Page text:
You've pointed out the biggest structural consideration of that piece... people who've read and reacted to this have been split down the middle... some are happy with the conclusion while others think it's not even a beginning, but a flash of time which needs much more expansion before and after... I'm undecided... sometimes I'm happy with it and sometimes I resolve to expand it...
    Madman's azure lie: a zen miasma ruled.

    Realize us, Madman!

    I razed a slum, Amen.

    ...............................................

  6. #26
    Strongly Ambivalent Ivy's Avatar
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    I think it could stand alone, but I found myself wanting to read more. If that makes sense at all.
    The one who buggers a fire burns his penis
    -anonymous graffiti in the basilica at Pompeii

  7. #27
    Wonderer Samuel De Mazarin's Avatar
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    Quote Originally Posted by Ivy View Post
    I think it could stand alone, but I found myself wanting to read more. If that makes sense at all.
    Yeah, it does make sense... I think I need to write more... as it stands, it's barely over 650 words... and even if it does work alright by itself, it doesn't leave me with much understanding of whether or not the boy is actually really intelligent and sensitive or simply a dullard... I'll take it back to the drawing boards, but thanks for the feedback.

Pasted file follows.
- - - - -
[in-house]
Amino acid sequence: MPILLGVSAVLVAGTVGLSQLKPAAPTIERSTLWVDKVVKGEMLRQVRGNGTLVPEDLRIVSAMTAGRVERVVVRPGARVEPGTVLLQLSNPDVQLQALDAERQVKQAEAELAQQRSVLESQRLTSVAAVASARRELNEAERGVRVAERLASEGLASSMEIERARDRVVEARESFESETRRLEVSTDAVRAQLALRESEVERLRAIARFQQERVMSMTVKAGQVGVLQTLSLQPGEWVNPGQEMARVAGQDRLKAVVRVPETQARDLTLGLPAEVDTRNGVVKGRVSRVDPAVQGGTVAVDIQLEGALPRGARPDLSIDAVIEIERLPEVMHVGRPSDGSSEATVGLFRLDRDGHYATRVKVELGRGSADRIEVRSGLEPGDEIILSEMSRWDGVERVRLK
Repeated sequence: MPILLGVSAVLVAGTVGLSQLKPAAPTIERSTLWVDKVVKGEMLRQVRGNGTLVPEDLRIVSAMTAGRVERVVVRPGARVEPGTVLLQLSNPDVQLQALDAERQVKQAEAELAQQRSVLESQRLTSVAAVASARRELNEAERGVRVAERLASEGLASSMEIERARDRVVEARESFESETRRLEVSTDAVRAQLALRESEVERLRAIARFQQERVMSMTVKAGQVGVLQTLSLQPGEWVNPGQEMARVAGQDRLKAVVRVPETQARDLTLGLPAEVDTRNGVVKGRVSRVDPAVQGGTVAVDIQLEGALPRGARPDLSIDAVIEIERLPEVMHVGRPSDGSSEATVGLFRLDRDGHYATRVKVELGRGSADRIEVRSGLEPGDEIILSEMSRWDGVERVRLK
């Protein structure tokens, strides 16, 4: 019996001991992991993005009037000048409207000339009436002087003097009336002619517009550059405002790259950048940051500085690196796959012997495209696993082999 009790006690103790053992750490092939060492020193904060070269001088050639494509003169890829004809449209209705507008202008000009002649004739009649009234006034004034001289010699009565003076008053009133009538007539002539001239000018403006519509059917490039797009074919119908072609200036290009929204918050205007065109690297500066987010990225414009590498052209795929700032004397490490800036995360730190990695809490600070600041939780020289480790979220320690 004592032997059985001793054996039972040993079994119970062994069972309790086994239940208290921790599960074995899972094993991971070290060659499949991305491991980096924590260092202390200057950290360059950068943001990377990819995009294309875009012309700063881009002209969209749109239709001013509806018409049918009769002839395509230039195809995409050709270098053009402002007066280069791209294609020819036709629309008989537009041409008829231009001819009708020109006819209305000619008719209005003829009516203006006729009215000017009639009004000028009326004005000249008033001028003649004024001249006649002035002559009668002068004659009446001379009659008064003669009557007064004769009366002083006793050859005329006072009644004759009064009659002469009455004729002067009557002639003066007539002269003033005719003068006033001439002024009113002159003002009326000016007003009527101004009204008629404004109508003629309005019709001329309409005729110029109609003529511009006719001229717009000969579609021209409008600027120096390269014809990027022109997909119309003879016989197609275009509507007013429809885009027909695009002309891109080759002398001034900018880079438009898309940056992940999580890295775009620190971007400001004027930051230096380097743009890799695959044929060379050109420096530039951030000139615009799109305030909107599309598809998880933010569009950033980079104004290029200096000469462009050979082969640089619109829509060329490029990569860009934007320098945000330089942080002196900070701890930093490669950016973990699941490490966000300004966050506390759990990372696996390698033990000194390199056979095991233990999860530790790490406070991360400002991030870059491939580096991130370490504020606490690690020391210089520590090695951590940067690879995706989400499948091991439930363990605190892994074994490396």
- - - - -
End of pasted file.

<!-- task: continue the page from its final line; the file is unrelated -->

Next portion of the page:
Madman's azure lie: a zen miasma ruled.

    Realize us, Madman!

    I razed a slum, Amen.

    ...............................................

  8. #28
    Strongly Ambivalent Ivy's Avatar
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    For lack of a better place to put it, I'm putting this in SJ Personal Threads for the time being. It occurred to me that folks may not want to put their writing out for public consumption, available to search engines and whatnot.

    I have two new pieces I'd love to hear some feedback on. Here's the first:

    Treasure Hunting in the 21st Century

    Imagine you're walking slowly through the woods of Carlisle County, holding a treasure map in your hands, glancing back and forth between the ground and your map. With every step you draw closer to your destination, getting a little more excited about what you might find there. Your digging tools clank and thump in your bag alongside your water bottle and your lucky stuffed monkey. Finally, you reach the spot indicated on the map. You look around, seeing the map's landmarks all around you. A crooked, sad-looking tree; a small, winding brook; two jagged boulders thrusting up out of the ground, like missiles frozen during launch. You drop your bag, take out your tools, and start digging. As dirt flies all around you, you can't stop smiling, wondering what has been left under the surface for you to find.

    Sounds like it could be a scene from a book or movie about pirates, doesn't it? (Except for the stuffed monkey part, perhaps.) All it needs is a parrot, an eyepatch, and some goofy expressions about shivering your timbers. But you don't have to be a pirate to search for buried treasure. Hobbyists known as geocachers leave small treasures known as geocaches or simply caches, and then share the location of the cache so that others can find the treasure. (There are caches hidden in every county in Kentucky.) Then, teams of other geocachers use handheld Global Positioning System (GPS) receivers to hunt for the caches. The treasure found in the cache may only be a rubber stamp used to add a mark to the team members' notebooks, proving that they were actually there. But geocachers are motivated by the hunt, not the result.